Homes for Ukraine called ’embarrassing publicity stunt’ by refugees at Polish border

March 18, 2022, 10:13 PM

Flo’s parents are hoping to sponsor Sergei (right) but after spending 5 hours on paperwork they have called the UK scheme ’embarrassing’.

Photo: Alamy/LBC

Britain’s Homes for Ukraine scheme has been branded an ’embarrassing publicity stunt’ after refugees were forced to spend hours filling in forms with information they ‘just don’t have’ after fleeing a country war-torn.

LBC’s Vicky Etchells spent the day at the humanitarian center in Poland where thousands of people are fleeing desperately across the border.

A volunteer Brit Flo, from Gloucester, who helped refugee Sergei fill in forms, described the new scheme as ‘bureaucratic, laborious and temperamental’ after criticizing the UK for its lack of a border presence.

Flo’s parents hope to sponsor Sergei, but despite being in close contact with the British sponsor, the Ukrainian refugee spent more than five hours filling out forms and had to pay to have documents translated into English.

Speaking to LBC, Flo said: “So we’ve been here for five hours. These people are traumatised, Segei is from Kyiv which is heavily bombed.

“And the last thing they need right now is like a very bureaucratic, laborious and capricious process like the one we have to go through right now.

Read more: Tory MP heckled by P&O staff after government admits knowledge of mass layoff plan

Read more: Russian TV cuts Putin’s rally at World Cup stadium as he talks about ‘genocide’

“How can I get close to someone when it’s literally my mum and dad that I can call anytime. I have all of their details. I know all of their details and I’m sitting with the person who is trying to communicate with my mum and dad in the UK not working filling in all this information as i asked how could you get a closer connection than that and it still takes us hours.

Explaining the process, Flo said the UK government wanted documents scanned and sent, including passports, bank statements and even mortgage statements, which the refugees might not have thought to bring. when they fled the Russian bombardments.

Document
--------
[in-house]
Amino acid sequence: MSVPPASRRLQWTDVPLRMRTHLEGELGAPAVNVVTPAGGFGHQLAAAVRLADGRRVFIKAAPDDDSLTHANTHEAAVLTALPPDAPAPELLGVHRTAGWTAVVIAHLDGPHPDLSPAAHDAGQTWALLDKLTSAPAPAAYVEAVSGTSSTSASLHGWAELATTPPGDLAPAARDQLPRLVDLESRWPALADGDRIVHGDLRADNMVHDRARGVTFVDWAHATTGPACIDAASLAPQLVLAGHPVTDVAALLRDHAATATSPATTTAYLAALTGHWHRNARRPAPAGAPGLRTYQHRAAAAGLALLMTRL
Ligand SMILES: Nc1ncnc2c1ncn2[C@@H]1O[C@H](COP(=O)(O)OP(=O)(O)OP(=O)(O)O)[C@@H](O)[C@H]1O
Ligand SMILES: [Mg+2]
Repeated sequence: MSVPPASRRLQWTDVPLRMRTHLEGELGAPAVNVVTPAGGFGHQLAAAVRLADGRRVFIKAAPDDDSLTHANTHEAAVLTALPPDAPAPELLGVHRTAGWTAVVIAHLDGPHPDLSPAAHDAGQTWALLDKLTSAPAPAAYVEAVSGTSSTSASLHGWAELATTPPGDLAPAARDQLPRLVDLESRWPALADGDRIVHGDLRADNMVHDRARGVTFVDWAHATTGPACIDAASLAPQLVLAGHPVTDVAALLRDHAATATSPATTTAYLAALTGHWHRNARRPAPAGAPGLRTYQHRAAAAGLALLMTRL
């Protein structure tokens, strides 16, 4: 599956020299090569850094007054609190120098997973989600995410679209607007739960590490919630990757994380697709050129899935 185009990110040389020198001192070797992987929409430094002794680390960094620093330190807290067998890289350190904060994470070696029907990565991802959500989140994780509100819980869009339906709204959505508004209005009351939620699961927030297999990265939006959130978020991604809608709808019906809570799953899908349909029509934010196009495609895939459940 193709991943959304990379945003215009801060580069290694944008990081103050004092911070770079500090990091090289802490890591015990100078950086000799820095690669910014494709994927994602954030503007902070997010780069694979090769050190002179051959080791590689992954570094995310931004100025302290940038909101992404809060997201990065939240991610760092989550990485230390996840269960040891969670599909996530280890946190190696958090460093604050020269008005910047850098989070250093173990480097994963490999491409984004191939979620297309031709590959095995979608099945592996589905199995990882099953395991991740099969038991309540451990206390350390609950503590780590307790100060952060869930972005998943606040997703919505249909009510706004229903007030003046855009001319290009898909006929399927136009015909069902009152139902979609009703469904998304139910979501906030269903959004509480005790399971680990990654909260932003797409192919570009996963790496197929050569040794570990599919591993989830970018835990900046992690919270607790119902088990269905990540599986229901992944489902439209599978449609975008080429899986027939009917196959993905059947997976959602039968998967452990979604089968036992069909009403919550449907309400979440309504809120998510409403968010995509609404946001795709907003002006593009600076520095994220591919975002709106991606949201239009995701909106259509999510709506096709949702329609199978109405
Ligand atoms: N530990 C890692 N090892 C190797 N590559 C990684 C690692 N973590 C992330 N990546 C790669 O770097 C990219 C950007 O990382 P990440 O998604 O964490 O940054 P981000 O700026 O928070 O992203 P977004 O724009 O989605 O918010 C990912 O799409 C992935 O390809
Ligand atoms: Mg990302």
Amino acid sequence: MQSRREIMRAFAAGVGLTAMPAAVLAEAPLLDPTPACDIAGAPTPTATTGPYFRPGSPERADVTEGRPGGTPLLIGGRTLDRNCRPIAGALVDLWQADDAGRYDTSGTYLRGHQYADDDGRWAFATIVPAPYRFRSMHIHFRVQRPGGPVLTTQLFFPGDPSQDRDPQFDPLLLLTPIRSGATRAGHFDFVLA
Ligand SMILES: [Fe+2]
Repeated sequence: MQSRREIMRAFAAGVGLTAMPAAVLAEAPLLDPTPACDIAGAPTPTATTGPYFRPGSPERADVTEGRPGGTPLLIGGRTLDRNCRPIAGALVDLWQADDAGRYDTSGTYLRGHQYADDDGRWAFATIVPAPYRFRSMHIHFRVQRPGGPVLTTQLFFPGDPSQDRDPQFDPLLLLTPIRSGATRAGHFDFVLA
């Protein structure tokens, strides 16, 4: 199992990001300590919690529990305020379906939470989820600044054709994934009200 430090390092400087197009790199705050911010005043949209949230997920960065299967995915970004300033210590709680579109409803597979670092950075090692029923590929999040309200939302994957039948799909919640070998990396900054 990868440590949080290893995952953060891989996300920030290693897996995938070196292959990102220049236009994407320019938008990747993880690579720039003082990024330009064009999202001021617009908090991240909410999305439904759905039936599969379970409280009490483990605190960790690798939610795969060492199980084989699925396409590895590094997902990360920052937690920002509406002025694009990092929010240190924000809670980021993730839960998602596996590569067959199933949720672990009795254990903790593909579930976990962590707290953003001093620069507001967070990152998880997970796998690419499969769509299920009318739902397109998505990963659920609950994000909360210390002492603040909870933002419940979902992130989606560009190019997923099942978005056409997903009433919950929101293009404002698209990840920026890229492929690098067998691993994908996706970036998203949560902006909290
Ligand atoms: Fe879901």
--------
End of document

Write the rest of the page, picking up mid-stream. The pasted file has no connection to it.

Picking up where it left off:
The process includes having to pay to have important Ukrainian documents translated into English after spending time scanning them on a specialized website.

Flo continued: “It’s just too much of a stretch to ask someone who’s had to flee their town, ‘oh actually, we want all your mortgage papers and all your paperwork and now we want it in English instead of in Ukrainian’.

“All the other countries here send hundreds of people every few hours on the buses. And we’re literally sitting here and it even takes a day to go half way with Sergei.”

Read more: Nick Ferrari says: The British have stepped up their efforts against refugees, but can the government do it?

Read more: Ex-PM David Cameron drives HGV into Poland to deliver supplies to Ukrainian refugees

Speaking about his frustration with the program, Sergei told LBC he was worried about families filling out the form when the refugee center only has a 15-hour deadline.

“If you have, say, a wife, a husband, two children, you [would] spend a few days, I think, filling out all these forms, one by one,” he said.

Expressing her frustration with the government’s scheme, Flo continued: “It almost feels like some kind of publicity stunt that they said that.

“It is even stated on the website that the UK is known as one of the most open and welcoming countries.

“And there’s literally no one here, unless they’re hiding in an office and haven’t been out for a week, we’ve been walking these hallways all week and there’s no presence British here.

“And it’s embarrassing right now because people are queuing up there and going to all the different countries and the UK is just sitting there just looking around, how are we supposed to How did it go?”

Read more: Met to appeal High Court ruling that he breached rights of vigil organizers Sarah Everard

Read more: ‘I can’t fix all the problems,’ warns Rishi Sunak as calls grow for fuel disposal

While some refugees spend hours combing through paperwork to enter the UK, others are now returning to help fight for their country.

More than 3 million people have fled Ukraine since Russian troops began their bombardment, but after seeing desperate scenes from their country, some citizens are making the dangerous decision to return home.

Today LBC spoke to Alyssa as she waited in line to board a train from Poland to Lviv.

Explaining why she was about to embark on the perilous journey, she said: “Two weeks ago I moved to Poland and thought I wasn’t needed here, but I’m still needed in Ukraine.

“I want to go back because I want to work, I want to help our soldiers, I want our children to sleep well without hearing the bombs again.”

She ended the interview with a desperate plea, asking the West to “please help us close the skies.”

Comments are closed.